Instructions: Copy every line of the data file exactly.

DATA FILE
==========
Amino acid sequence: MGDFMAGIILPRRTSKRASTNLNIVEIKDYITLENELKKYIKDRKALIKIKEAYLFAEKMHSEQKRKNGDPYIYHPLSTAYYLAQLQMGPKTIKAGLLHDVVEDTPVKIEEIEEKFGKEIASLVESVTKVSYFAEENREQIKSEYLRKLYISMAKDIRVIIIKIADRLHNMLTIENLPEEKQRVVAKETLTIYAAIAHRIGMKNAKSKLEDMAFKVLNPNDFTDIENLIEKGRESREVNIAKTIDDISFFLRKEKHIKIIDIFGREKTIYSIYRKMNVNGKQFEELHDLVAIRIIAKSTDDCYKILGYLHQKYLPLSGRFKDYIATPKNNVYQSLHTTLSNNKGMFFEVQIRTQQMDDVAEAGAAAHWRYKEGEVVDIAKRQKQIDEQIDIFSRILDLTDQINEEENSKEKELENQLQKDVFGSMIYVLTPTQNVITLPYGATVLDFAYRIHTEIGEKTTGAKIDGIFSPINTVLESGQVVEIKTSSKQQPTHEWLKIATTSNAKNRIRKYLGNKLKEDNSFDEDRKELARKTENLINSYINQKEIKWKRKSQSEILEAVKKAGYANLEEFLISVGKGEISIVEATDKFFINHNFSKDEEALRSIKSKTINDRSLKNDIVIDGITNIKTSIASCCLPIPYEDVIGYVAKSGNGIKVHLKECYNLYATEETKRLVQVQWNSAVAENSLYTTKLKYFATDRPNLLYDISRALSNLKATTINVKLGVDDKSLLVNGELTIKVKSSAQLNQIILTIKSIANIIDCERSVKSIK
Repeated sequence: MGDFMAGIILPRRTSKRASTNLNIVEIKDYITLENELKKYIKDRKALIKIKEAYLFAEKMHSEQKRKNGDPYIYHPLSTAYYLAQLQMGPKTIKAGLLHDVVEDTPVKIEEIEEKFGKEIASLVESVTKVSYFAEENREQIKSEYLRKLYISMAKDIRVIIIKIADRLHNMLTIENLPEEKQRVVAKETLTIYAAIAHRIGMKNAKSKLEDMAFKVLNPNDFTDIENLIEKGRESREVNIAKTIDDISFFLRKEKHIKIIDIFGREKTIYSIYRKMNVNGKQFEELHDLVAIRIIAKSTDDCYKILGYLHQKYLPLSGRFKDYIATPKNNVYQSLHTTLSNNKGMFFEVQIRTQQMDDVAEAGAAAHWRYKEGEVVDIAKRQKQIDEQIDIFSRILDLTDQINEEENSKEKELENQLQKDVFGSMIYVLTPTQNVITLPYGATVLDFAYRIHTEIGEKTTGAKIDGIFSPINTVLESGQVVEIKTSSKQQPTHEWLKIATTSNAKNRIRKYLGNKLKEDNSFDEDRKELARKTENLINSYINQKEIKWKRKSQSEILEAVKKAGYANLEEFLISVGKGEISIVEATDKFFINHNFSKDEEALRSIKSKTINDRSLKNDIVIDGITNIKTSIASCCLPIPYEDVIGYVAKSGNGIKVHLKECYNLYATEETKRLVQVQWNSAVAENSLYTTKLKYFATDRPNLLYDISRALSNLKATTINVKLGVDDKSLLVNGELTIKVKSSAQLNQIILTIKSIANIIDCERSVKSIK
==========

Amino acid sequence: MGDFMAGIILPRRTSKRASTNLNIVEIKDYITLENELKKYIKDRKALIKIKEAYLFAEKMHSEQKRKNGDPYIYHPLSTAYYLAQLQMGPKTIKAGLLHDVVEDTPVKIEEIEEKFGKEIASLVESVTKVSYFAEENREQIKSEYLRKLYISMAKDIRVIIIKIADRLHNMLTIENLPEEKQRVVAKETLTIYAAIAHRIGMKNAKSKLEDMAFKVLNPNDFTDIENLIEKGRESREVNIAKTIDDISFFLRKEKHIKIIDIFGREKTIYSIYRKMNVNGKQFEELHDLVAIRIIAKSTDDCYKILGYLHQKYLPLSGRFKDYIATPKNNVYQSLHTTLSNNKGMFFEVQIRTQQMDDVAEAGAAAHWRYKEGEVVDIAKRQKQIDEQIDIFSRILDLTDQINEEENSKEKELENQLQKDVFGSMIYVLTPTQNVITLPYGATVLDFAYRIHTEIGEKTTGAKIDGIFSPINTVLESGQVVEIKTSSKQQPTHEWLKIATTSNAKNRIRKYLGNKLKEDNSFDEDRKELARKTENLINSYINQKEIKWKRKSQSEILEAVKKAGYANLEEFLISVGKGEISIVEATDKFFINHNFSKDEEALRSIKSKTINDRSLKNDIVIDGITNIKTSIASCCLPIPYEDVIGYVAKSGNGIKVHLKECYNLYATEETKRLVQVQWNSAVAENSLYTTKLKYFATDRPNLLYDISRALSNLKATTINVKLGVDDKSLLVNGELTIKVKSSAQLNQIILTIKSIANIIDCERSVKSIK
Repeated sequence: MGDFMAGIILPRRTSKRASTNLNIVEIKDYITLENELKKYIKDRKALIKIKEAYLFAEKMHSEQKRKNGDPYIYHPLSTAYYLAQLQMGPKTIKAGLLHDVVEDTPVKIEEIEEKFGKEIASLVESVTKVSYFAEENREQIKSEYLRKLYISMAKDIRVIIIKIADRLHNMLTIENLPEEKQRVVAKETLTIYAAIAHRIGMKNAKSKLEDMAFKVLNPNDFTDIENLIEKGRESREVNIAKTIDDISFFLRKEKHIKIIDIFGREKTIYSIYRKMNVNGKQFEELHDLVAIRIIAKSTDDCYKILGYLHQKYLPLSGRFKDYIATPKNNVYQSLHTTLSNNKGMFFEVQIRTQQMDDVAEAGAAAHWRYKEGEVVDIAKRQKQIDEQIDIFSRILDLTDQINEEENSKEKELENQLQKDVFGSMIYVLTPTQNVITLPYGATVLDFAYRIHTEIGEKTTGAKIDGIFSPINTVLESGQVVEIKTSSKQQPTHEWLKIATTSNAKNRIRKYLGNKLKEDNSFDEDRKELARKTENLINSYINQKEIKWKRKSQSEILEAVKKAGYANLEEFLISVGKGEISIVEATDKFFINHNFSKDEEALRSIKSKTINDRSLKNDIVIDGITNIKTSIASCCLPIPYEDVIGYVAKSGNGIKVHLKECYNLYATEETKRLVQVQWNSAVAENSLYTTKLKYFATDRPNLLYDISRALSNLKATTINVKLGVDDKSLLVNGELTIKVKSSAQLNQIILTIKSIANIIDCERSVKSIK